Jan 04 2024

Review: SonicWall’s SonicWave 641 Gives K–12 Schools Superior Wireless

This Wi-Fi 6 access point easily provides classrooms with faster service.

Considering how long wireless technology has been available, most K–12 schools have probably already invested in some form of wireless networking for their students and staff. But older wireless technology was never designed to support the number of users found in a typical school building.

While it’s possible to connect everyone using older technology, it requires more access points, layered channels and constant tuning — and even then, the network will likely have dead zones and experience slowdowns at peak hours.

Wi-Fi 6 changes that by integrating new technologies designed to enhance wireless signals, even in heavily congested areas. The new SonicWall SonicWave 641 access point is a perfect example.

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SonicWave 641 APs Support Power over Ethernet for Simple Setup

Hidden inside the unassuming device, which looks like a small smoke detector, are dual radios and multiple antennas that can serve fast wireless signals to older devices using the 2.4-gigahertz band and connect to newer devices with a 5GHz signal.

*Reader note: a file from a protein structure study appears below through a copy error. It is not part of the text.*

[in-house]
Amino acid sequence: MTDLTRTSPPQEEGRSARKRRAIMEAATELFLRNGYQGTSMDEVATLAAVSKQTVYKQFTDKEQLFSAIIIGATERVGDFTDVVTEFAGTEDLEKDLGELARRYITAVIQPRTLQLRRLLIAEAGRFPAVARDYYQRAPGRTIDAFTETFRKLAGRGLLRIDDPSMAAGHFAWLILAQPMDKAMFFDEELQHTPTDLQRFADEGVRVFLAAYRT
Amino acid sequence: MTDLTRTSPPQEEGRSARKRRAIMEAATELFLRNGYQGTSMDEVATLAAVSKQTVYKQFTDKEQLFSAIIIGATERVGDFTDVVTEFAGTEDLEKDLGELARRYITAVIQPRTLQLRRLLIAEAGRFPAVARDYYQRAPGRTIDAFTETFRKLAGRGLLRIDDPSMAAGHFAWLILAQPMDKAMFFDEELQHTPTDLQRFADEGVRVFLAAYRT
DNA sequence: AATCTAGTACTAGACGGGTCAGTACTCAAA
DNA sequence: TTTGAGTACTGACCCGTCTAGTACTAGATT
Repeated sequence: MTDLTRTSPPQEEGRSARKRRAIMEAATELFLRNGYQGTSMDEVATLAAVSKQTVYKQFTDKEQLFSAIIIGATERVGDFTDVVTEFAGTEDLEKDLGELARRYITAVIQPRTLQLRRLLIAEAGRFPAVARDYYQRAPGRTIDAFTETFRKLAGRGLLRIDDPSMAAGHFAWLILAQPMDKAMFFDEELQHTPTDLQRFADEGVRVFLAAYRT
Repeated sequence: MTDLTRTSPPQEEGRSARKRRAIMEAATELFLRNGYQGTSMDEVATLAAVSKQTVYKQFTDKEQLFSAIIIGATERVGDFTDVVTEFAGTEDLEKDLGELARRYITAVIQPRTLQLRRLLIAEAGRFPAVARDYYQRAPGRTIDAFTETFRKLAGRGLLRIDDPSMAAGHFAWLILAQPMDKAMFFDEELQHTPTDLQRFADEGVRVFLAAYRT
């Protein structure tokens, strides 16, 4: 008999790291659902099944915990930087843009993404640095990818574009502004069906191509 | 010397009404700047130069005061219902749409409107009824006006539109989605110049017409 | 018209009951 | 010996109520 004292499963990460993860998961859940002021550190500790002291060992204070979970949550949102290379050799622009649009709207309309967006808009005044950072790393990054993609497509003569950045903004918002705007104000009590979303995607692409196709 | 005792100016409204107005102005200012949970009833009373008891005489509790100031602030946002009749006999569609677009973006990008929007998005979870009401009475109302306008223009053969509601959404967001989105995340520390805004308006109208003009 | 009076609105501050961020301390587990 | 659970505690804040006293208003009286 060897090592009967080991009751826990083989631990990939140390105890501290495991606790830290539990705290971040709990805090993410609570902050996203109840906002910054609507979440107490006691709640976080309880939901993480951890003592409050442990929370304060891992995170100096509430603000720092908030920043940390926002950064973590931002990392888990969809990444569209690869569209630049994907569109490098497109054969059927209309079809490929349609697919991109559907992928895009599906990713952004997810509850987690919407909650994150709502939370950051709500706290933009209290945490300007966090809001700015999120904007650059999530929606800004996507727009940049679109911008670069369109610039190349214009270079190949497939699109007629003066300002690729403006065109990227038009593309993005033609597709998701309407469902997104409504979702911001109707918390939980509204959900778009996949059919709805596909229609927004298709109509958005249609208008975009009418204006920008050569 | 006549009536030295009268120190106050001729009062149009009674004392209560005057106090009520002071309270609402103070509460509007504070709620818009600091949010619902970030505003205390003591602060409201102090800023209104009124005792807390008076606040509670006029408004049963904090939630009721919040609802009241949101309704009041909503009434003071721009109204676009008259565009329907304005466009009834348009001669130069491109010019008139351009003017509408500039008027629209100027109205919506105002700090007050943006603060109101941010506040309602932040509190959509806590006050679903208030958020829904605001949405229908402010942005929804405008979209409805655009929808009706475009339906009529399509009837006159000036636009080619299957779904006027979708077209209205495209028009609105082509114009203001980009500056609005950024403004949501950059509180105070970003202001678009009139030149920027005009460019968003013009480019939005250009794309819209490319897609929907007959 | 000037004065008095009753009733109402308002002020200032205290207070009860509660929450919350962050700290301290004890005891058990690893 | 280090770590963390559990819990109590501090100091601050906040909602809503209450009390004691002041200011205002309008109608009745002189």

Device setup is a breeze. The AP is designed to be easily mounted on a wall or ceiling or simply placed on a shelf. It supports Power over Ethernet, so it doesn’t require a power cord, just a PoE-compatible network cable to complete the setup.

RELATED: How to design your K-12 school’s Wi-Fi 6 upgrade for network nirvana.

Once the AP is physically placed, installation can be completed through the cloud. Schools can have nontechnical maintenance staff position the APs while the IT team configures everything remotely.

SonicWave 641 Vanquishes Its Wi-Fi 5 Competitors

I tested the performance of the SonicWave 641 in our Wi-Fi 6 testing lab, which consists of a broad mix of both older and newer wireless-capable devices. First, I looked at the performance of 20 devices connected to an older, Wi-Fi 5 AP.

Not surprisingly, I experienced the typical slowdowns and disconnects when trying to transfer multiple large files or engage in bandwidth-intensive activities such as video streaming.

SonicWave 641


When I switched to the SonicWave 641 AP, all 20 devices quickly connected. Older devices used the 2.4GHz band while newer ones connected using a 5GHz signal. Once every device was logged in, the automatic management functions of the SonicWave 641 took over, constantly optimizing the bandwidth for each device it was serving.

WATCH: Several schools see internet speeds, reliability skyrocket after Wi-Fi 6 upgrades.

When the network became overloaded, easy-to-configure rules allowed priority applications, users and groups to experience little to no disruption. All told, the SonicWave Wi-Fi 6 AP was at least three times more efficient than APs using only Wi-Fi 5 technology.

As a nice additional perk for schools, the SonicWall SonicWave 641 AP is also highly secure, supporting all of the most advanced encryption protocols. Connecting the device’s PoE cable to a SonicWave smart switch or network security appliance provides even more security across the entire network of SonicWave APs.


DEVICE TYPE: 802.11ax wireless AP
RADIOS: Dual-band 5GHz and 2.4GHz radios
SECURITY: Supports both WPA2 and WPA3 encryption
DIMENSIONS: 1.5x7.9x7.9 inches
WEIGHT: 30 ounces


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